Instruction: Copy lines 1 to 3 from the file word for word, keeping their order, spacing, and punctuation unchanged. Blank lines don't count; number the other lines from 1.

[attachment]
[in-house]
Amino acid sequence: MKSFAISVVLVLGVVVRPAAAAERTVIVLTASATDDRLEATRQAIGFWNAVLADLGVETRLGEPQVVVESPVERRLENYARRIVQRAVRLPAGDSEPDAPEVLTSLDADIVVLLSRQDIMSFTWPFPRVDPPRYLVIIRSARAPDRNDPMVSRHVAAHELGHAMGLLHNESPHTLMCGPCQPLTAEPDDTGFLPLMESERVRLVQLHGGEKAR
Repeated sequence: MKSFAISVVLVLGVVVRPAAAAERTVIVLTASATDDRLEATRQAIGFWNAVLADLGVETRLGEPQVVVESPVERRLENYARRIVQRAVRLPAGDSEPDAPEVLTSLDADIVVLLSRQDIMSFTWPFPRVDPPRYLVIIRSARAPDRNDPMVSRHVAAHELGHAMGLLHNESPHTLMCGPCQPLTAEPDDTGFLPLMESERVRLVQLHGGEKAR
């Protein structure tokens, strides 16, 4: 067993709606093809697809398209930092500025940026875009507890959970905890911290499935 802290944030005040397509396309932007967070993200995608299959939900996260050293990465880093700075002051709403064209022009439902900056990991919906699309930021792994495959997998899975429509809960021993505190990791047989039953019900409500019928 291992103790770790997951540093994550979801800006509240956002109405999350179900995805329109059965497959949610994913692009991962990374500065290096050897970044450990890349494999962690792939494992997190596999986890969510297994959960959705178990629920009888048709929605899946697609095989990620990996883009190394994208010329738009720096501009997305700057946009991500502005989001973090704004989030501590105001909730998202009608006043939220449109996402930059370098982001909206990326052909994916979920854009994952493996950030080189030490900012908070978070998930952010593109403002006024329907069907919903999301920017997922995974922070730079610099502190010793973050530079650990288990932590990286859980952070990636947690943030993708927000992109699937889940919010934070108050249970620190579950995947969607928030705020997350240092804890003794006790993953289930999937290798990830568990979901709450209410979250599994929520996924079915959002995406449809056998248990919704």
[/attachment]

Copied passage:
[in-house]
Amino acid sequence: MKSFAISVVLVLGVVVRPAAAAERTVIVLTASATDDRLEATRQAIGFWNAVLADLGVETRLGEPQVVVESPVERRLENYARRIVQRAVRLPAGDSEPDAPEVLTSLDADIVVLLSRQDIMSFTWPFPRVDPPRYLVIIRSARAPDRNDPMVSRHVAAHELGHAMGLLHNESPHTLMCGPCQPLTAEPDDTGFLPLMESERVRLVQLHGGEKAR
Repeated sequence: MKSFAISVVLVLGVVVRPAAAAERTVIVLTASATDDRLEATRQAIGFWNAVLADLGVETRLGEPQVVVESPVERRLENYARRIVQRAVRLPAGDSEPDAPEVLTSLDADIVVLLSRQDIMSFTWPFPRVDPPRYLVIIRSARAPDRNDPMVSRHVAAHELGHAMGLLHNESPHTLMCGPCQPLTAEPDDTGFLPLMESERVRLVQLHGGEKAR